Steamer Projects: Cincinnati Reds Prospects

Earlier today, polite and Canadian and polite Marc Hulet published his 2014 organizational prospect list for the Cincinnati Reds.

It goes without saying that, in composing such a list, Hulet has considered the overall future value those prospects might be expected to provide either to the Reds or whatever other organizations to which they might someday belong.

What this brief post concerns isn’t overall future value, at all, but rather such value as the prospects from Hulet’s list might provide were they to play, more or less, a full major-league season in 2014.

Other prospect projections: Arizona / Baltimore / Chicago AL / Chicago NL / Colorado / Houston / Kansas City / Los Angeles AL / Miami / Milwaukee / Minnesota / New York AL / New York NL / Philadelphia / San Diego / San Francisco / Seattle / Tampa Bay / Toronto.

Steamer Projections: Cincinnati Batting Prospects
Below are the current 2014 projections for select Cincinnati batting prospects. All projections have been prorated to 550 plate appearances (and 450 for catchers) for sake of uniformity. Defensive figures (denoted by Def) account both for positional adjustment and UZR, and are presented relative to league average. Note that, in many cases, defensive value has been calculated entirely by positional adjustment based on the relevant player’s minor-league defensive starts in 2013. Prospects are listed in order of projected WAR. The symbol # denotes the relevant prospect’s ranking on Hulet’s list. Figures might diverge slightly (although not signficantly) from those which appear on player pages.

# Name Age POS PA BB% K% BABIP wRC+ BsR Off Def* WAR
9 Tucker Barnhart 23 C 450 7.8% 16.3% .265 70 0 -15 8 0.8
2 Billy Hamilton 23 CF 550 7.3% 18.8% .300 77 3 -14 3 0.7
4 Yorman Rodriguez 21 OF 550 5.6% 27.8% .291 64 0 -22 -2 -0.6
13 Seth Mejias-Brean 23 CIF 550 5.3% 16.5% .254 63 0 -23 -4 -0.9
3 Phillip Ervin 21 OF 550 5.3% 19.1% .236 52 0 -30 -2 -1.4
5 Jesse Winker 20 LF 550 6.6% 17.5% .239 58 0 -26 -6 -1.4

Steamer Projections: Cincinnati Pitching Prospects
Below are the 2014 projections for select Cincinnati pitching prospects. Projections for starting pitchers have been prorated to 150 innings; for relievers, to 50 innings. Prospects are listed in order of projected WAR, which has been calculated by using kwERA — that is, an ERA estimator which utilizes only strikeouts and walks — so as to remove the vagaries of park effects, and probably also because the author has no idea what he’s doing. Listed ages are as of June 30, 2014. The symbol # denotes the relevant prospect’s ranking on Hulet’s list. Figures might diverge slightly (although not signficantly) from those which appear on player pages.

# Name Age Hand IP K% BB% kwERA kwERA- WAR
1 Robert Stephenson 21 RHP 150 23.0% 11.0% 3.87 100 1.9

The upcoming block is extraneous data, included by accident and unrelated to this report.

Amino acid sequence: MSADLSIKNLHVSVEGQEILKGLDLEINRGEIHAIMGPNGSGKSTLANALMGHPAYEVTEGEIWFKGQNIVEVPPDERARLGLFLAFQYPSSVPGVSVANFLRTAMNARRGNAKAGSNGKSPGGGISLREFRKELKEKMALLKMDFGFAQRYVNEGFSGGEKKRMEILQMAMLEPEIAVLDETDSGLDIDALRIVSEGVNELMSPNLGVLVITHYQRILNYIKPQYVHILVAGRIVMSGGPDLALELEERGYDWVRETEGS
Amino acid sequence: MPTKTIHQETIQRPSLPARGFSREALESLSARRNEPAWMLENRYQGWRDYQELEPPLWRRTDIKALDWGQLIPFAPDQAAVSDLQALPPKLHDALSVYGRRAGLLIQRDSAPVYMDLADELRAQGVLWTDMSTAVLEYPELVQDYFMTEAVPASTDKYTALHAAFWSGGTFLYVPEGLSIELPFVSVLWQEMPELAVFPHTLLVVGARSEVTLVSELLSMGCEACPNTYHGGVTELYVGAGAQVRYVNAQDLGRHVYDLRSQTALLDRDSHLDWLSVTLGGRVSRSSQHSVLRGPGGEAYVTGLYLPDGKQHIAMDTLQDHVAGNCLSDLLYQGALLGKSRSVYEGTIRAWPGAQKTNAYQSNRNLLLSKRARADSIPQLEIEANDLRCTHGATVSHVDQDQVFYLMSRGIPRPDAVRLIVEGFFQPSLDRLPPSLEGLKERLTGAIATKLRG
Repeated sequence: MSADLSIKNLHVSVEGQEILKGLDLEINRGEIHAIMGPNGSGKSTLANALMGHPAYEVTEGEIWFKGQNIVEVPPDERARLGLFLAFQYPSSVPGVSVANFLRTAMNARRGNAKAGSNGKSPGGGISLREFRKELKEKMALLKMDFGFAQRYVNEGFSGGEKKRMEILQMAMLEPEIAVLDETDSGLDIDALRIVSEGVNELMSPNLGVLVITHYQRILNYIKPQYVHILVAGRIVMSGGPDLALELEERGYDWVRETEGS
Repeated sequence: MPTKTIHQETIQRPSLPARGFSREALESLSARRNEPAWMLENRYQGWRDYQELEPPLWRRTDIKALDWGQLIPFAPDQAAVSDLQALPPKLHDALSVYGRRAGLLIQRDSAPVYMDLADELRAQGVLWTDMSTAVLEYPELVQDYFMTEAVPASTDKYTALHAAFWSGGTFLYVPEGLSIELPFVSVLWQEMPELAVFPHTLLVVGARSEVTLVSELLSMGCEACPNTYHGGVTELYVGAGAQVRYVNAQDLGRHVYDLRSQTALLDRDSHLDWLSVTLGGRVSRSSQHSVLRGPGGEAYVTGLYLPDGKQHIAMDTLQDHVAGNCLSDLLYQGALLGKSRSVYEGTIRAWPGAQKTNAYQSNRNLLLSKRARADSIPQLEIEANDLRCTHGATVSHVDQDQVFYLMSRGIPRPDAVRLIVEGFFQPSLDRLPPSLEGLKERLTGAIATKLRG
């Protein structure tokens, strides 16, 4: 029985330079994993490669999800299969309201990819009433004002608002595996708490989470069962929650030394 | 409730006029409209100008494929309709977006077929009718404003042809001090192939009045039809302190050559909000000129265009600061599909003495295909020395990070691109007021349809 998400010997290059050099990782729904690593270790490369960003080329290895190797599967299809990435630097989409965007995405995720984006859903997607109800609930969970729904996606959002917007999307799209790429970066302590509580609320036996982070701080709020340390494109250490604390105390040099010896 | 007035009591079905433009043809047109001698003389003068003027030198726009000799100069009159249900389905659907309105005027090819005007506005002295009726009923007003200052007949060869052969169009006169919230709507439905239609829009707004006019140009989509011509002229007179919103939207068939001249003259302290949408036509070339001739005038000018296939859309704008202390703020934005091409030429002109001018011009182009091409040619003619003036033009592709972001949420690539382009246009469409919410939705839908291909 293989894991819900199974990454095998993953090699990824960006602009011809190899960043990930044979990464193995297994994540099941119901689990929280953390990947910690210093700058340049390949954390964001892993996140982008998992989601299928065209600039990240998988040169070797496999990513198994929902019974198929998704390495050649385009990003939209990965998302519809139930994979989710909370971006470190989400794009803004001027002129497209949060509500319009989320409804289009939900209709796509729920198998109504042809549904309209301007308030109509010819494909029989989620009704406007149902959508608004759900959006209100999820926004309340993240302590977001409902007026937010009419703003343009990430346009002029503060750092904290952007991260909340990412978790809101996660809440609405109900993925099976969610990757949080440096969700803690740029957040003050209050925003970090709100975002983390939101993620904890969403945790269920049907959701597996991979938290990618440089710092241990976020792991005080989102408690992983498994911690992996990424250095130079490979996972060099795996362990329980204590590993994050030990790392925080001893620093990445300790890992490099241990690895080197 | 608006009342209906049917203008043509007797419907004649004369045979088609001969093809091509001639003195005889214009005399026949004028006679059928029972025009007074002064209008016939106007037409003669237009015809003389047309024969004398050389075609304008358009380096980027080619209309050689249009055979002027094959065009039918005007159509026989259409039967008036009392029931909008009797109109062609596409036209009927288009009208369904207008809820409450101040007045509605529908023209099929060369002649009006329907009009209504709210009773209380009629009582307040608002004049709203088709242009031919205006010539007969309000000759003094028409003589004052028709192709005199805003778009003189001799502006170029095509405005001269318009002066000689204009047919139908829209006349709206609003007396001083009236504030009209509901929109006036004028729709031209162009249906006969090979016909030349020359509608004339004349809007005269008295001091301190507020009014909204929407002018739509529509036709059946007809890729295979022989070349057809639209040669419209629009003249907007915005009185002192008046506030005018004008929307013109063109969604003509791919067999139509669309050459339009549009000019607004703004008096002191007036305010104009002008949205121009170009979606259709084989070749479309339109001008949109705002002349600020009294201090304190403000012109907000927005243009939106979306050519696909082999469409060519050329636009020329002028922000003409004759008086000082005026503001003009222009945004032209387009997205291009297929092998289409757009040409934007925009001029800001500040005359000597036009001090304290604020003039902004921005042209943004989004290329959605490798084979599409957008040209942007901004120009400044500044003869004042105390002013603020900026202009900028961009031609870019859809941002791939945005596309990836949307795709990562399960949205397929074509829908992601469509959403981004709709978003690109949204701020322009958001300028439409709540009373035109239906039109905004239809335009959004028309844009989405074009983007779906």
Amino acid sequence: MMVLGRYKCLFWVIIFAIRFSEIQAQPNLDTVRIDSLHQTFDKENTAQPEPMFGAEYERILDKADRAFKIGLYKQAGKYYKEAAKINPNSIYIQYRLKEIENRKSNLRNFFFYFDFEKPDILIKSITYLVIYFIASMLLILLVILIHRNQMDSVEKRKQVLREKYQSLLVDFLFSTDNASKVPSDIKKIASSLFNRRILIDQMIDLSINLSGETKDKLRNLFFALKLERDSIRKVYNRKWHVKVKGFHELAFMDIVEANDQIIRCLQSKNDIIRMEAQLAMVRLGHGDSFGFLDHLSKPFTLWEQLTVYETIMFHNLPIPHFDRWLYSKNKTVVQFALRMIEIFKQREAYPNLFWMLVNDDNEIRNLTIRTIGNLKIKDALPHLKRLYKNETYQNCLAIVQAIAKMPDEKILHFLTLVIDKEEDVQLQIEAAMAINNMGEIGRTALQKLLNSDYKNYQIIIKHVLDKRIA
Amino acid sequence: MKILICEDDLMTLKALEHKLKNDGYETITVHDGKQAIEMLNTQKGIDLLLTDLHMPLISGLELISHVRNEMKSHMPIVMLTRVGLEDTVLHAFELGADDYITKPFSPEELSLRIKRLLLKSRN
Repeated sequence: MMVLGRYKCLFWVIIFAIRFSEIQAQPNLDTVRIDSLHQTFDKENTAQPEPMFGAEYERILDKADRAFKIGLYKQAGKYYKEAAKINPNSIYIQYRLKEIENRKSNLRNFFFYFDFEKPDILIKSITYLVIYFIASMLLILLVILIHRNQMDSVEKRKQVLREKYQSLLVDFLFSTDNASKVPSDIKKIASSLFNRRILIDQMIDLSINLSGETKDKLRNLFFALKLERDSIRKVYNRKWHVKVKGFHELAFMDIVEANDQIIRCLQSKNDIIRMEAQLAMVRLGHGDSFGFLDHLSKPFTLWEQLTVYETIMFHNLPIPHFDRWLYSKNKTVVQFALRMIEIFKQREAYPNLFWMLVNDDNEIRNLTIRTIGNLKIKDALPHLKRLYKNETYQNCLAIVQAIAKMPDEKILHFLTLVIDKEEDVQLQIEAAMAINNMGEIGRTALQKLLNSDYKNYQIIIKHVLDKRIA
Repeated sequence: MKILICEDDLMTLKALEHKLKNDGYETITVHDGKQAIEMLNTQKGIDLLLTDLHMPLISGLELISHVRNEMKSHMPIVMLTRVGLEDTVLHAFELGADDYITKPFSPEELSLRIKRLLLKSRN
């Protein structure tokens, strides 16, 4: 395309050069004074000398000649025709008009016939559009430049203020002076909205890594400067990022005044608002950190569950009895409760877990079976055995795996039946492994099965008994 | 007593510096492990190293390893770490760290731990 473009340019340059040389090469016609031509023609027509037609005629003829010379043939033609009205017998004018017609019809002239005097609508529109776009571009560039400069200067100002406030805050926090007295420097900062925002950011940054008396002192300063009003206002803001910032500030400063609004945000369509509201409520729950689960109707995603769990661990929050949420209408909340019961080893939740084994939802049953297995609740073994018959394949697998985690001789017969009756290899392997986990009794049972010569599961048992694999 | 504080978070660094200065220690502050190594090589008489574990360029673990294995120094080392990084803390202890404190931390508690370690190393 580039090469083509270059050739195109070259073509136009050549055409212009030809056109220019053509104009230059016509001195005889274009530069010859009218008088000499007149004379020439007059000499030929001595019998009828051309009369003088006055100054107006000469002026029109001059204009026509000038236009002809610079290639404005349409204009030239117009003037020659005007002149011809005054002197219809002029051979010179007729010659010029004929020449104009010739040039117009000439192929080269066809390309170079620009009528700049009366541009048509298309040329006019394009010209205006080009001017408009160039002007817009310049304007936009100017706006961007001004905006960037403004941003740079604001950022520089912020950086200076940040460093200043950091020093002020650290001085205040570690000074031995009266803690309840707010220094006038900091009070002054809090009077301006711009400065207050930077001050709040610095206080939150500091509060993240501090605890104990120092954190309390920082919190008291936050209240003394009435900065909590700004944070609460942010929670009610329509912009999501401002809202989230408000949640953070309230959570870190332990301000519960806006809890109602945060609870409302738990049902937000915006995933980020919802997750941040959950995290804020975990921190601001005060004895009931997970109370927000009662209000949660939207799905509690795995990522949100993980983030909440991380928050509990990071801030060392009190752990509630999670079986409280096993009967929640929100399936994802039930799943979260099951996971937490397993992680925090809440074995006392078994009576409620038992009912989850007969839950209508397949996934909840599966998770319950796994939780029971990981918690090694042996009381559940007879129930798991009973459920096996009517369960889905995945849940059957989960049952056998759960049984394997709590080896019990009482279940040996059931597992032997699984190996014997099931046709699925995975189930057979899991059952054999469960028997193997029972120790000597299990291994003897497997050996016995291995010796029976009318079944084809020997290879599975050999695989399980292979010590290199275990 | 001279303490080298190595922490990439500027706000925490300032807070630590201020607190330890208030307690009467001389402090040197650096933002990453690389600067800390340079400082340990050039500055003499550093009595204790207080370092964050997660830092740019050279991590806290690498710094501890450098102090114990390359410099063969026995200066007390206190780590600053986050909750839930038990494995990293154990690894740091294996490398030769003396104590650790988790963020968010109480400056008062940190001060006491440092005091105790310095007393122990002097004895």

8 Nick Travieso 20 RHP 150 18.9% 11.0% 4.36 113 1.0
10 David Holmberg 22 LHP 150 15.8% 8.8% 4.47 116 0.8
7 Carlos Contreras 23 RHP 150 20.5% 13.9% 4.52 117 0.7
14 Chad Rogers 24 RHP 150 15.8% 9.5% 4.55 118 0.6
12 Daniel Corcino 23 RHP 150 16.0% 12.0% 4.83 125 0.2
6 Michael Lorenzen 22 RHP 50 11.8% 10.0% 5.09 132 -0.1

Notes
Billy Hamilton‘s Steamer projection is considerably less optimistic than the ZiPS one published in these pages about a month ago, which latter projection forecasts Hamilton for about 2.3 WAR for every 550 plate appearances in 2014 (i.e. about 1.5 wins more). Notably, Steamer’s assessment of Hamilton’s plate discipline is actually more favorable, producing a 7.3% walk and 18.8% strikeout rate for the outfielder against ZiPS’ figures of 7.4% and 20.8%, respectively. Indeed, the main disagreement appears to concern BABIP. Steamer projects a .300 mark; ZiPS, a .332.

• Hulet suggests in his brief summary of the organization that the centerpiece of the Reds’ system is young right-hander Robert Stephenson, but that, after him (i.e. Stephenson), there’s less in the way of high-upside talent. Perhaps somewhat surprisingly for a pitcher who’s recorded just eight starts above A-ball, Stephenson is also regarded by Steamer’s computer math as the prospect most ready to contribute wins at the major-league level.

• Also perhaps surprising is Steamer’s assessment of Nick Travieso — somewhat promising, that, considering the right-hander’s youth, inexperience, and lack of particularly gaudy numbers. One potential explanation for Steamer’s enthusiasm here: Travieso’s fastball velocity has been excellent at points, if not consistently so.




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Carson Cistulli occasionally publishes spirited ejaculations at The New Enthusiast.

3 Responses to “Steamer Projects: Cincinnati Reds Prospects”

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  1. Scrap Irony says:

    The only way Hamilton has a .300 BaBIP is if he breaks his leg– and keeps playing.

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  2. Haastile says:

    A player who hits as many infield singles as Hamilton won’t have a hard time exceeding .300 babip

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  3. Frank says:

    Well the other two comments address it, but still, if somebody gives you a projection of Billy Hamilton’s upcoming season and gives him a .300 BABIP shouldn’t you get your money back?

    Vote -1 Vote +1

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